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White was named special assistant to the vice president for academic
affairs in 1985, Anthony Catanese of the economics and business
department became faculty development coordinator. Marion K. McInnes
succeeded Rosenhaus as director of convocations in 1985 and the
next year was given the additional task of coordinating the celebration
of the university's sesquicentennial. Ray H. French, as university
curator, made a detailed inventory of the institution's extensive
art collection before his retirement in 1984. His successor was
Mary La Lone of the sociology and anthropology department.
In 1978 Robert G. Bottoms was appointed to the position of vice
president for university relations, a title changed to vice president
for external relations in 1980 and executive vice president in 1983.
His chief responsibilities lay in the planning and implementation
of the university's development and fund-raising programs. In a
reorganization of this department Frederick Sanders was named director
of planned giving, James N. Kleinschmidt director of development
and alumni relations. Theodore Katula became associate director
of alumni relations in addition to his post as director of student
activities, formerly known as director of the Memorial Student Onion
Other appointments in development and alumni affairs over the next
few years included John McConnell, John D. Fetters, Debra L. Haerr,
Bruce E. Ploshay, Linda M. Katula, Marsha J. Brown, and Ann Daly.
In the expanded office of public relations under the direction of
Patrick Aikman were Gregory Rice, director of publications and later
university editor; Dian D. Phillips, who succeeded Rice as director
of publications in 1985; Judith C. Magyar, director of summer conferences;
and John McGauley, director of news services.
C. Murray became director of admissions in 1978, later adding the
title of assistant provost and finally assistant vice president.
Assisting him in that important office have been William D. Berg,
longtime staffer Richard E. Lyons as associate director of admissions,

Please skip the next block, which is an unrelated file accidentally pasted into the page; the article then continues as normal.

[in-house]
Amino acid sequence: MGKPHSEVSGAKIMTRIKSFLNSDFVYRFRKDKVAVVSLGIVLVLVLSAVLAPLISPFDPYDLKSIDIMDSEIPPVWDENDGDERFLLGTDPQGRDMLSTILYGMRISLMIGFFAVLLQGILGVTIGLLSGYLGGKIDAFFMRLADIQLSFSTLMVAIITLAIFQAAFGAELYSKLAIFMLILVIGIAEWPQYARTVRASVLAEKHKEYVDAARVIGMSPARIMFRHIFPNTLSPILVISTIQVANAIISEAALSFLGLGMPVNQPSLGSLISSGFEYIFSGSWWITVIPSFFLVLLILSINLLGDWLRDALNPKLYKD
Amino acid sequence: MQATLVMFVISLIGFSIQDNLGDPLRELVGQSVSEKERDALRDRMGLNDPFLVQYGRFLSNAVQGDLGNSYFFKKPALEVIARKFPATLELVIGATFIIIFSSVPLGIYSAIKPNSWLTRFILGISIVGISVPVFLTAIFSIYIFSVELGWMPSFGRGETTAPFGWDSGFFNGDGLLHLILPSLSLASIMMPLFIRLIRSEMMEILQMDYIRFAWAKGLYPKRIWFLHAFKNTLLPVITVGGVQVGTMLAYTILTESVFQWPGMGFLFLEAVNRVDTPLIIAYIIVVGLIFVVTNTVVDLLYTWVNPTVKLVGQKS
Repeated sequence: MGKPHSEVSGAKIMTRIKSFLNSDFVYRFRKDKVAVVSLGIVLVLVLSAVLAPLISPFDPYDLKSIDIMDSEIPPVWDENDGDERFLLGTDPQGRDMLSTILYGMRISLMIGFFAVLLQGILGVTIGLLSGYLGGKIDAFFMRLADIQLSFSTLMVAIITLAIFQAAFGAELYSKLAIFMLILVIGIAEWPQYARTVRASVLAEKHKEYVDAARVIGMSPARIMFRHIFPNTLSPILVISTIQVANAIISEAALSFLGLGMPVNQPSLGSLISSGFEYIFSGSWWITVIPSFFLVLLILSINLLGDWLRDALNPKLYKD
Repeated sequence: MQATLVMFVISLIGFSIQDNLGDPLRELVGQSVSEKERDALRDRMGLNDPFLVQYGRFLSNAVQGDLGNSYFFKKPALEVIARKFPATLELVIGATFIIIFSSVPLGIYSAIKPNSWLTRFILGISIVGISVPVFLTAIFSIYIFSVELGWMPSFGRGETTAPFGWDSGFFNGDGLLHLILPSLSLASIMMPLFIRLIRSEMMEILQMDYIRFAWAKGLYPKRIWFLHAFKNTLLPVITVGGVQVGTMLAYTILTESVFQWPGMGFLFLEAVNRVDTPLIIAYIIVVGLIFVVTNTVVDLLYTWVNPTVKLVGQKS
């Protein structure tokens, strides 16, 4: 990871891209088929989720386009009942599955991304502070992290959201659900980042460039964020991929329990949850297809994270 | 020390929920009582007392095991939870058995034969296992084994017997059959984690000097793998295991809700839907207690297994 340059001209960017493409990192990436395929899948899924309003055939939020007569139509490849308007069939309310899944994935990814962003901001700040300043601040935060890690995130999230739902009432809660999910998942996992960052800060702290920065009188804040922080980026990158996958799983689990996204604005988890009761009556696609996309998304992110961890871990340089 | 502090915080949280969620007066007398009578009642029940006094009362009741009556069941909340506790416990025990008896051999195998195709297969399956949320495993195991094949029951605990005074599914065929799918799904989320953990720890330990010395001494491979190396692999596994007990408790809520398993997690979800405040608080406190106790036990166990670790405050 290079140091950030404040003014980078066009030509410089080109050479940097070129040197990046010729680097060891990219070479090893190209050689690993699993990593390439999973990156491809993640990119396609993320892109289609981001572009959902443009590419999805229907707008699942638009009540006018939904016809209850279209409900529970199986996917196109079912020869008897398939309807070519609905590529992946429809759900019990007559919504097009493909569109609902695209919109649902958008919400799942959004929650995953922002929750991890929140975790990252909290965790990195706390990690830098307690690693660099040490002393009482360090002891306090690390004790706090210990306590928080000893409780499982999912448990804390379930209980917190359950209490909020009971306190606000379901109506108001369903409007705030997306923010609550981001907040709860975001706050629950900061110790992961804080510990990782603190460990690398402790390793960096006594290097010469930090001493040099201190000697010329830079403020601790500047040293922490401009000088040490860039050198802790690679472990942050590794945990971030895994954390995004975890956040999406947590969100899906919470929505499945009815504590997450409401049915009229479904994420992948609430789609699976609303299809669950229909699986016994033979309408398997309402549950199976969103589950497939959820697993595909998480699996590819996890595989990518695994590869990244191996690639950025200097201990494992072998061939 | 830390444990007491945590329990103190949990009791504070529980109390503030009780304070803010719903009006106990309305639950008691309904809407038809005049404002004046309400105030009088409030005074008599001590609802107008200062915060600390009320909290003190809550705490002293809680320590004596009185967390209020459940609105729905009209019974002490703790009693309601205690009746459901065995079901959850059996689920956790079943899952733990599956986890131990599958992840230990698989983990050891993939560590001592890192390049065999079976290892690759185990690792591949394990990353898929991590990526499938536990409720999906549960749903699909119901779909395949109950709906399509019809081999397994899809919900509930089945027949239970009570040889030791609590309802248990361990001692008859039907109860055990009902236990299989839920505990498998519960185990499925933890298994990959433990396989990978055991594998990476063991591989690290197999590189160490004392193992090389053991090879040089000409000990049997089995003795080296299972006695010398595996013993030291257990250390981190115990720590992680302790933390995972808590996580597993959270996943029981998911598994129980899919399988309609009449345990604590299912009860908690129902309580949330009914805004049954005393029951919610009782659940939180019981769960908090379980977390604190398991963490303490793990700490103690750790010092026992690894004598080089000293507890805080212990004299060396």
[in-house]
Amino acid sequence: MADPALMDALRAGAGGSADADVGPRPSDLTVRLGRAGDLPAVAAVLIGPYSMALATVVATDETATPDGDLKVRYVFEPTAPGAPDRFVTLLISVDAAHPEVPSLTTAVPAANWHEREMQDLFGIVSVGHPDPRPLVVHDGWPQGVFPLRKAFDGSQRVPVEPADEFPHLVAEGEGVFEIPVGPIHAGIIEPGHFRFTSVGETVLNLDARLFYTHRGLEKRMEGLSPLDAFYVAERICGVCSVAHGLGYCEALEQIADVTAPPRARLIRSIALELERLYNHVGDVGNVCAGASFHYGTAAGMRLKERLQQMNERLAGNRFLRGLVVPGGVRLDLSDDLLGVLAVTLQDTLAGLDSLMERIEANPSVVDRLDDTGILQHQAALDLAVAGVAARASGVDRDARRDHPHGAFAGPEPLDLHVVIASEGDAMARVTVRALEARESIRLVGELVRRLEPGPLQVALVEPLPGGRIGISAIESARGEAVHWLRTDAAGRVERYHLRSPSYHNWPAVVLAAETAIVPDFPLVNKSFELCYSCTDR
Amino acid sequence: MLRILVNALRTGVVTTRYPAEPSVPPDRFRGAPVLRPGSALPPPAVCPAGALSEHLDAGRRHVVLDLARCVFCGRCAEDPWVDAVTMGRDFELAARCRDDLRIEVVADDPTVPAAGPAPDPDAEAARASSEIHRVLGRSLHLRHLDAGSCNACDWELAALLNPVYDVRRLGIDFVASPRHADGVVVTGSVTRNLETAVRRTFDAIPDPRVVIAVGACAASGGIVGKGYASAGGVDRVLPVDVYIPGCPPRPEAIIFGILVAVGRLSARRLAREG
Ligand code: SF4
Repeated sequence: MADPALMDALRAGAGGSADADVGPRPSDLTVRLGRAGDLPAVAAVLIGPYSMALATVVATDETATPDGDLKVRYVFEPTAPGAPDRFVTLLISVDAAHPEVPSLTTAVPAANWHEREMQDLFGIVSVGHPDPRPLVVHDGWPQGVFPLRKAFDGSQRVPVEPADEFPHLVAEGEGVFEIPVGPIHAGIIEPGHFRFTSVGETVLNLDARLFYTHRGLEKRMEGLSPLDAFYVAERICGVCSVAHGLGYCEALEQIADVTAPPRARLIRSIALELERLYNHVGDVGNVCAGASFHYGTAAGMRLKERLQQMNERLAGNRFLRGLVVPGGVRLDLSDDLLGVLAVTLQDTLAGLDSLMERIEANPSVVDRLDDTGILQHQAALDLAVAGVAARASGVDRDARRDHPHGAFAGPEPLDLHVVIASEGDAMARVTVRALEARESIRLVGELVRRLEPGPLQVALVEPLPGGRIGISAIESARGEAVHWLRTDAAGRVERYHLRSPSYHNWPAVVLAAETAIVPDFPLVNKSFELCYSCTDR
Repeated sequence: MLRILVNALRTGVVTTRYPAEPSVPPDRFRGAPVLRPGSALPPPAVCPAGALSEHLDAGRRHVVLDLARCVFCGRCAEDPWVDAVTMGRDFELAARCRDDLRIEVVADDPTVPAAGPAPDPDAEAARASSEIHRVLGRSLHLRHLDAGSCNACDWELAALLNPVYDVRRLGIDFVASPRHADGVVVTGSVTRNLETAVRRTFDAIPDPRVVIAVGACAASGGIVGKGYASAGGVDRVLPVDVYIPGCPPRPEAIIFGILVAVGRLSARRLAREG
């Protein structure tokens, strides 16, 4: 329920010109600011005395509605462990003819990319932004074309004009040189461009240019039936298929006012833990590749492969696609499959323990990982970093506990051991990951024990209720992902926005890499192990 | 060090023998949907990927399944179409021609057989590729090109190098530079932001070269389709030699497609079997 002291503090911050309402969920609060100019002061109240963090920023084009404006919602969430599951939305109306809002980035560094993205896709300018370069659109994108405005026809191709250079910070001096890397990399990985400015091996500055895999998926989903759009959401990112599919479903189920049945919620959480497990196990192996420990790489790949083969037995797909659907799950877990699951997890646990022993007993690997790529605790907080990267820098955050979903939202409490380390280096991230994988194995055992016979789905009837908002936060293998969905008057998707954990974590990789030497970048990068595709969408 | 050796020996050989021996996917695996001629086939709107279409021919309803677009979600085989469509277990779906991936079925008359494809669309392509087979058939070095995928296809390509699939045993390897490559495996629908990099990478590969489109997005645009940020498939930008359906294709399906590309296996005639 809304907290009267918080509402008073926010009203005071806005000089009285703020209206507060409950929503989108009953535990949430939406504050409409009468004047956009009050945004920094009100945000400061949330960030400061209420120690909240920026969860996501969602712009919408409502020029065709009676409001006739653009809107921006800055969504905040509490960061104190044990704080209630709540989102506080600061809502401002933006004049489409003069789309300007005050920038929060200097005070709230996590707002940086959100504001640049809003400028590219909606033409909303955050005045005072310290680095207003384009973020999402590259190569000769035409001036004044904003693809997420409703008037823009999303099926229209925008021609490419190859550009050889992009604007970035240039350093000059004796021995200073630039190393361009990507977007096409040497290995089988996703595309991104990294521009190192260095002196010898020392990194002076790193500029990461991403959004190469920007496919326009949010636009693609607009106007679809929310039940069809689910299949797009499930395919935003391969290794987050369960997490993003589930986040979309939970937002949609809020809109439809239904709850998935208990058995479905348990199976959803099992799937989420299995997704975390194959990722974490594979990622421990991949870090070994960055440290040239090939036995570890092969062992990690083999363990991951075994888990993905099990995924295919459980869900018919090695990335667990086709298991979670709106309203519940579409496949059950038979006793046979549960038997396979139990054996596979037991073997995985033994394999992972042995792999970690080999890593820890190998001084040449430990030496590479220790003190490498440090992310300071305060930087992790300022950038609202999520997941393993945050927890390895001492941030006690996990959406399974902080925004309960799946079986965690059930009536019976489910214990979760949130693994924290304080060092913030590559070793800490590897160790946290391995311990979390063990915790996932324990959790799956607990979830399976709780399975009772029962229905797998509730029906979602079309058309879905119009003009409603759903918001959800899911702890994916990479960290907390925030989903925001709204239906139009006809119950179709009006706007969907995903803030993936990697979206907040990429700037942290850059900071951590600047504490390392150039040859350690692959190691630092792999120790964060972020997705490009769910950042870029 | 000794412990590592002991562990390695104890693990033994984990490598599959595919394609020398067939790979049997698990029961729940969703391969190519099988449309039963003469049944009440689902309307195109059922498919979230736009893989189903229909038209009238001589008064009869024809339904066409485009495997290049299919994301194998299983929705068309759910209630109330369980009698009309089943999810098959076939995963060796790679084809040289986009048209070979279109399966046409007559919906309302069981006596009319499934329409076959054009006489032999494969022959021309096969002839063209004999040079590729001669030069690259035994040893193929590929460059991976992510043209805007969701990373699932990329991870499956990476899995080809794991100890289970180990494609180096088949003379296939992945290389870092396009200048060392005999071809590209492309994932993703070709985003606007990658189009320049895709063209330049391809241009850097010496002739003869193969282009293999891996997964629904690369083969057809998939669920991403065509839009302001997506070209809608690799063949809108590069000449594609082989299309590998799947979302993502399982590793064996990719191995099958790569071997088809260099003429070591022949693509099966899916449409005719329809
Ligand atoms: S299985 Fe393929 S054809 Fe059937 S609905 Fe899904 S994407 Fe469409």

Elizabeth A. Napoli, Polly A. Coddington, Veda R. Robinson, and
a series of young admissions counselors, mostly recent DePauw graduates.
Kenneth R. Ashworth succeeded Charles W. Bruce as director of financial
aid in 1982. Registrar Eleanor Ypma added the title of assistant
provost and director of graduate studies.
In its new location in a remodeled residence on South Locust Street,
the student affairs office underwent considerable reorganization.
In 1979 Joan M. Claar became the new dean of students after
Associate Dean Patricia E. Domeier had served as acting dean the
previous year. John R. Mohr continued as an associate dean of students
and director of placement from 1977 to 1982. His successor, Robert
G,. O'Neal, was replaced the next year by Thomas R. Cath, who took
the title of director of career planning and placement. This office
also relocated to more spacious quarters in the Student Union Building,
where it is much frequented by job-conscious students. Rebecca S.
Lamb was named assistant director of career planning and placement
Other members of the student affairs staff in this period have been
husband-and-wife team Carol A. Arner and Thomas D. Arner, presently
associate dean and assistant dean of students, respectively, Vic
Boschini, Janice Simmons, and James W. Schlegel. Supervising the
work of the student dormitory counselors are three residence life
directors, formerly called head resident advisers.
In 1978 the office of comptroller was changed to vice president